To improve endurance, in order to carry out activities in daily life or during leisure time without being out of breath. Maintain muscular strength, flexibility, balance, coordination, and tone, which facilitates movement in everyday life, helps prevent falls, and helps maintain greater independence as we age. Improve bone health, which contributes to the growth of children and reduces the risk of fractures in the elderly. Increase resistance to effort, so that you can carry out the activities of daily living or leisure activities without feeling muscle pain.

Moving helps you feel good

Daily physical activity has a beneficial effect on well-being and quality of life. In addition, physical activity has a direct effect on sleep by increasing its quantity and quality. These positive effects on sleep appear right from the start and are maintained with regular practice.
Moving preserves health

Daily physical activity has long-term health benefits. It reduces the risk of developing certain diseases (cardiovascular disease, high blood pressure, cancer, type 2 diabetes, osteoporosis, etc.). In adults, it also reduces certain effects related to aging.
Moving around helps fight sedentary lifestyles.

Moving around is also a way to limit sedentary lifestyles and their deleterious effects on health. Sedentary living refers to situations spent sitting or lying down (outside of sleeping and eating), in which body movements are reduced to a minimum.

We know today that it is not good for your health to sit too long, even if you are otherwise physically active. This is why it is recommended to be physically active and to remain seated or lying down for a shorter period of time.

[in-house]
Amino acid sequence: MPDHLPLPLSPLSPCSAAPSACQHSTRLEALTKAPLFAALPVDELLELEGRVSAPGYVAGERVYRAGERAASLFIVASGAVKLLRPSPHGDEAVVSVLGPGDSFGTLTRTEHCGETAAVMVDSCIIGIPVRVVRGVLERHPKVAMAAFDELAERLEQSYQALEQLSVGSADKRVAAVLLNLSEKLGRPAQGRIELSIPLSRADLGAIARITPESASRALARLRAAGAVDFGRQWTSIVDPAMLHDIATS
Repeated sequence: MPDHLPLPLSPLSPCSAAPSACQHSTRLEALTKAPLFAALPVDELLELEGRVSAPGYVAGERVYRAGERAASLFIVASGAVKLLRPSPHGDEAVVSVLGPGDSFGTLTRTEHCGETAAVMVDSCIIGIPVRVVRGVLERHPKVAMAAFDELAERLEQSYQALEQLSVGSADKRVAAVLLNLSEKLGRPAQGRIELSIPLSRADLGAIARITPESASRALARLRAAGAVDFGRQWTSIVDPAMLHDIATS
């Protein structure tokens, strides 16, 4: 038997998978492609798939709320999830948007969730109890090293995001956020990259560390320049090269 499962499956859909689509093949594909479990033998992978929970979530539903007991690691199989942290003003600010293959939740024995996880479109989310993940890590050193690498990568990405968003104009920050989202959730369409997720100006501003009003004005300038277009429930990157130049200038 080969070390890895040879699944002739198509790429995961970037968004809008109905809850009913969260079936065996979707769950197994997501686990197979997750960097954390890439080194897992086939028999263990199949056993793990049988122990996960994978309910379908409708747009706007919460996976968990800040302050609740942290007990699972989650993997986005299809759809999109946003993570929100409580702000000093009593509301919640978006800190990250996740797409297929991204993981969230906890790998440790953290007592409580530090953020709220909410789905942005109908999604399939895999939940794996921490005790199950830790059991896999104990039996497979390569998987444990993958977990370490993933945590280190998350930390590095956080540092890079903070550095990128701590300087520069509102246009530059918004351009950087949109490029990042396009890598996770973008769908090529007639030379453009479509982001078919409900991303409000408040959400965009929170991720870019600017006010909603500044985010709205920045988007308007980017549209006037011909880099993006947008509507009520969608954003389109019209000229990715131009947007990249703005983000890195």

Sleeping Well

If eating is a vital act, so is sleeping. Indeed, sleep allows our body to recover both mentally and physically. Moreover, our immune system takes advantage of our sleep time to reboot itself. Why take care of your sleep in concrete terms? Rediscover the beneficial effects of sleep on health.

Sleeping well helps preserve your heart

Sleep is important because a lack of regular sleep can have health consequences. Serious problems can occur, including heart disease. Sleeping allows you to put your body, and therefore your cardiovascular system, to rest. Without a good night’s sleep, the heart and arteries are constantly under stress. Heart disease (heart attack, high blood pressure, or stroke) is more likely to occur in people who do not sleep regularly enough.

Sleep helps limit the development of diabetes

Poor sleep increases the risk of diabetes, overweight, and obesity. Sleep allows fat cells to secrete a hormone that puts the feeling of hunger on hold. Poor sleep will therefore have the opposite effect and stimulate the appetite. Weight gain can then be directly related to lack of sleep. Another consequence of a lack of sleep on health: the carbohydrate metabolism is disturbed and thus promotes the appearance of diabetes (or reinforces its state if it already exists).

Maintaining your brain with a good night’s sleep

Strengthening memory is one of the health benefits of sleep. Our brain uses this time to organize and store new knowledge acquired during the day. Sleep thus contributes to brain development and maturity.

Another important consequence of sleep on the brain is that it is thanks to a good night’s sleep that we can mobilize all our cognitive abilities.

Sleep to protect against overwork and depression